At 3:30 p.m. Munich-time, Norman, Reese and I boarded Lufthansa Flight 602 to Tehran. The other passengers were about 95 percent Iranian and a few Europeans. Last year, including journalists, fewer than 500 non-Iranian Americans visited Iran. I looked around the plane, full of modern men and women in Western garb, returning from vacations, family visits and business. Alcoholic beverages were served on the plane. But no alcohol sold for duty-free purchase. Iran is an Islamic state and a dry one. Nonetheless, many of these travelers were happy to get in their last swill before landing.

Four hours and 10 minutes later and a time change that would have us land at 10:30 p.m. Tehran-time, came a P.A. announcement
as we went into approach: "Ladies and gentlemen, we have a very important announcement to make. For all our female passengers, by decree of the government of Iran, all female visitors are required to keep their heads covered. In your own interest, therefore, we ask you to put on a scarf before leaving the aircraft in Tehran. Thank you." With that, women clamored for the lavatory.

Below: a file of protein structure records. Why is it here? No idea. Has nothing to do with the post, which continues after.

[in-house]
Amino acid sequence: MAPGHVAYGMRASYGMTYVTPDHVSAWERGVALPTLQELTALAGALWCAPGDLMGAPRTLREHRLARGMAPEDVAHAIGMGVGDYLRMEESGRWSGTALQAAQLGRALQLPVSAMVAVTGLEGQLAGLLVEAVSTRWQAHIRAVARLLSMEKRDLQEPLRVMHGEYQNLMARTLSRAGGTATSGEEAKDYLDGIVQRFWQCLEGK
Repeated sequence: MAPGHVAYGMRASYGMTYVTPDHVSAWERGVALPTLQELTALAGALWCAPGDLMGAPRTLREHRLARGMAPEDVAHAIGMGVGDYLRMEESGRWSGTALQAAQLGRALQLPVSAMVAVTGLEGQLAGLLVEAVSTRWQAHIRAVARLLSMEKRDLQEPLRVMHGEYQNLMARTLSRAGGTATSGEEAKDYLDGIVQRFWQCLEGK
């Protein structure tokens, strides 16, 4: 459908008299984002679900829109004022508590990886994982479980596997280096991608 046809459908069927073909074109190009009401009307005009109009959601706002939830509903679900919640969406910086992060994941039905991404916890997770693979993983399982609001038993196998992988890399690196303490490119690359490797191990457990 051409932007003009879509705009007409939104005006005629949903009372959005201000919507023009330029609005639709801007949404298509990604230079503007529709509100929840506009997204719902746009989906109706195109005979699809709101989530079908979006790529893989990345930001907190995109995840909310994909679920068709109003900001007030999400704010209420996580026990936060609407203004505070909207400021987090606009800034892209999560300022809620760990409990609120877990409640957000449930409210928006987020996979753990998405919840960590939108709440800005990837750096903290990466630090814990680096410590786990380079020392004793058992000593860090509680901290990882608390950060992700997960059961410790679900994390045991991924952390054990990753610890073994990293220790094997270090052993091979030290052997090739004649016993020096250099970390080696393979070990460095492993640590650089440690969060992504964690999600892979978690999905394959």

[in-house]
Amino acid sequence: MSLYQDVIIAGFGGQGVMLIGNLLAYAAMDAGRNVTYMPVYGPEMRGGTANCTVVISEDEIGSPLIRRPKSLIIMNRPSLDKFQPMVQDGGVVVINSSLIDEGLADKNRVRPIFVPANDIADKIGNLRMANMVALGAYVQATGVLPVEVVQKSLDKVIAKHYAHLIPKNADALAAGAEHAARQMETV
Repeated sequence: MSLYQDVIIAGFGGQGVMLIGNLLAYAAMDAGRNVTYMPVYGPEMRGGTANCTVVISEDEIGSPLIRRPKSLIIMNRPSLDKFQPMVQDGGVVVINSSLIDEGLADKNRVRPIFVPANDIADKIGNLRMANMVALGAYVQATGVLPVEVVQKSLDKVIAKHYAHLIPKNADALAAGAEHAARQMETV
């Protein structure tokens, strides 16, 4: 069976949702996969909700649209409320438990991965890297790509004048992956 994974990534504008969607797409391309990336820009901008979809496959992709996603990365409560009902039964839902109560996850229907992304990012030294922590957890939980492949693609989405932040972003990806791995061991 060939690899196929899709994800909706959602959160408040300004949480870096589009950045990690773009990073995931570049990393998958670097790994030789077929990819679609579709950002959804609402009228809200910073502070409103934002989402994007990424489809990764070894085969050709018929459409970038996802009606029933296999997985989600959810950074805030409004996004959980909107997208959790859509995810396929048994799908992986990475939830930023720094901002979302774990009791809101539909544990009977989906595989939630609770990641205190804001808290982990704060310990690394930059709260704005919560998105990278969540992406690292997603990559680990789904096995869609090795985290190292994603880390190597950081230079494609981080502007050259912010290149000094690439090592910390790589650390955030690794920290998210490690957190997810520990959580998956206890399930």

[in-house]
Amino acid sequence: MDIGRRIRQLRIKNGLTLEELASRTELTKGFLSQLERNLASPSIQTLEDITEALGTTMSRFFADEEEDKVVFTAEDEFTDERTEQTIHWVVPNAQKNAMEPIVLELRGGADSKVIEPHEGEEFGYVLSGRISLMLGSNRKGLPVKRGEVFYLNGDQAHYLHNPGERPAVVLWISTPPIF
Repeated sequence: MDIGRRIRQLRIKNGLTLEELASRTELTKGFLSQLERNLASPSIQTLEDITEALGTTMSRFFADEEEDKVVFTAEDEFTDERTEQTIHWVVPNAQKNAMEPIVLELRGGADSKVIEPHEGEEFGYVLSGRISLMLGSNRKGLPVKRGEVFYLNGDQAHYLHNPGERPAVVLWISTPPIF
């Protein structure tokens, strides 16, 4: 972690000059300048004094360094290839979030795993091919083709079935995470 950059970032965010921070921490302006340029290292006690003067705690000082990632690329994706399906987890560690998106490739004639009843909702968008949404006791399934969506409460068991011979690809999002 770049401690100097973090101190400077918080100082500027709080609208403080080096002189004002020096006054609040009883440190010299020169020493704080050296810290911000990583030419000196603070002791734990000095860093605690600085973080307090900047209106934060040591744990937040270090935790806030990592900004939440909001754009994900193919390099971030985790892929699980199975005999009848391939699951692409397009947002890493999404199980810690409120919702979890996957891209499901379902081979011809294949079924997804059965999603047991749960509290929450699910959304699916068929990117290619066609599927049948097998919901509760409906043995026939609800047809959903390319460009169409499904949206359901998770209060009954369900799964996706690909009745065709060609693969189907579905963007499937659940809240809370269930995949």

One at a time as they exited, hundreds of years of transformation had occurred. All of these modern women, who would've looked quite at home dancing in a Paris nightclub, were now covered head to toe in black chadors, makeup scrubbed from their faces, cleavages and midriffs a memory.

Eventually, Norman, Reese and I went forward to the customs booth and presented our three American passports. We were told to "wait," rather abruptly. With that, the young Iranian customs official left his booth with our passports, taking them to another office, out of our line of sight.

The official returned, but without our passports or any explanation. We stood dumbly by, as the remaining Iranian passengers were stamped and passed us.

Over an hour later, we were still waiting in a now-empty customs hall. I sat on the floor. Reese paced. And Norman, Zen as always, stood in place. Suddenly, four uniformed customs officials appeared and hurried us into a small office, where one by one, we were fingerprinted and directed in Farsi. It wasn't clear whether the fingerprinting was leading to our being permitted into the country, or if our passports alone were the reason we were being detained.